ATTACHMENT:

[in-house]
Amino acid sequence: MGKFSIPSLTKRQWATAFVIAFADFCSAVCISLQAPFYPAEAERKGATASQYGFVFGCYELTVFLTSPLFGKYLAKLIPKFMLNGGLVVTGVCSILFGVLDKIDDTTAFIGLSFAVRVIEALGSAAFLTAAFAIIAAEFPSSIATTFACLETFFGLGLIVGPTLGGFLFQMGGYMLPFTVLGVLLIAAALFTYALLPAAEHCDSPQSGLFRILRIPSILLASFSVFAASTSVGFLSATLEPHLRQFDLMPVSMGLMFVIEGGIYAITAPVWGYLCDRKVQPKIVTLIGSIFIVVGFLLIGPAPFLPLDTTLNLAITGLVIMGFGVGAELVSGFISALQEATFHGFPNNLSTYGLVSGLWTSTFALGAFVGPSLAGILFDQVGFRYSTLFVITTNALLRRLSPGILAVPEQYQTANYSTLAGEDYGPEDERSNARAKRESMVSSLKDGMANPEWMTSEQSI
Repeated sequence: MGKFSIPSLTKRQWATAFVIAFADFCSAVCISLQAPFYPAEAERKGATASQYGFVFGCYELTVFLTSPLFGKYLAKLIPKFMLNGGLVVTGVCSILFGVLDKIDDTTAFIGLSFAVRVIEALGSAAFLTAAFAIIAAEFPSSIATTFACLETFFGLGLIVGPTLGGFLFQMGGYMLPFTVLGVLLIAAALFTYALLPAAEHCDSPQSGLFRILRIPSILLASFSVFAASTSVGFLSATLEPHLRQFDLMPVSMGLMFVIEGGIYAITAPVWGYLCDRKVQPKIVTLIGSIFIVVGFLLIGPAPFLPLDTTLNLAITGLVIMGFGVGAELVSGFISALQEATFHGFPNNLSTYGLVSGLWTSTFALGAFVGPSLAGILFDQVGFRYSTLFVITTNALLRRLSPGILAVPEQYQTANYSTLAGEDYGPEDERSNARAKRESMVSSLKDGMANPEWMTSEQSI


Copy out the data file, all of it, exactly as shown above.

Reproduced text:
[in-house]
Amino acid sequence: MGKFSIPSLTKRQWATAFVIAFADFCSAVCISLQAPFYPAEAERKGATASQYGFVFGCYELTVFLTSPLFGKYLAKLIPKFMLNGGLVVTGVCSILFGVLDKIDDTTAFIGLSFAVRVIEALGSAAFLTAAFAIIAAEFPSSIATTFACLETFFGLGLIVGPTLGGFLFQMGGYMLPFTVLGVLLIAAALFTYALLPAAEHCDSPQSGLFRILRIPSILLASFSVFAASTSVGFLSATLEPHLRQFDLMPVSMGLMFVIEGGIYAITAPVWGYLCDRKVQPKIVTLIGSIFIVVGFLLIGPAPFLPLDTTLNLAITGLVIMGFGVGAELVSGFISALQEATFHGFPNNLSTYGLVSGLWTSTFALGAFVGPSLAGILFDQVGFRYSTLFVITTNALLRRLSPGILAVPEQYQTANYSTLAGEDYGPEDERSNARAKRESMVSSLKDGMANPEWMTSEQSI
Repeated sequence: MGKFSIPSLTKRQWATAFVIAFADFCSAVCISLQAPFYPAEAERKGATASQYGFVFGCYELTVFLTSPLFGKYLAKLIPKFMLNGGLVVTGVCSILFGVLDKIDDTTAFIGLSFAVRVIEALGSAAFLTAAFAIIAAEFPSSIATTFACLETFFGLGLIVGPTLGGFLFQMGGYMLPFTVLGVLLIAAALFTYALLPAAEHCDSPQSGLFRILRIPSILLASFSVFAASTSVGFLSATLEPHLRQFDLMPVSMGLMFVIEGGIYAITAPVWGYLCDRKVQPKIVTLIGSIFIVVGFLLIGPAPFLPLDTTLNLAITGLVIMGFGVGAELVSGFISALQEATFHGFPNNLSTYGLVSGLWTSTFALGAFVGPSLAGILFDQVGFRYSTLFVITTNALLRRLSPGILAVPEQYQTANYSTLAGEDYGPEDERSNARAKRESMVSSLKDGMANPEWMTSEQSI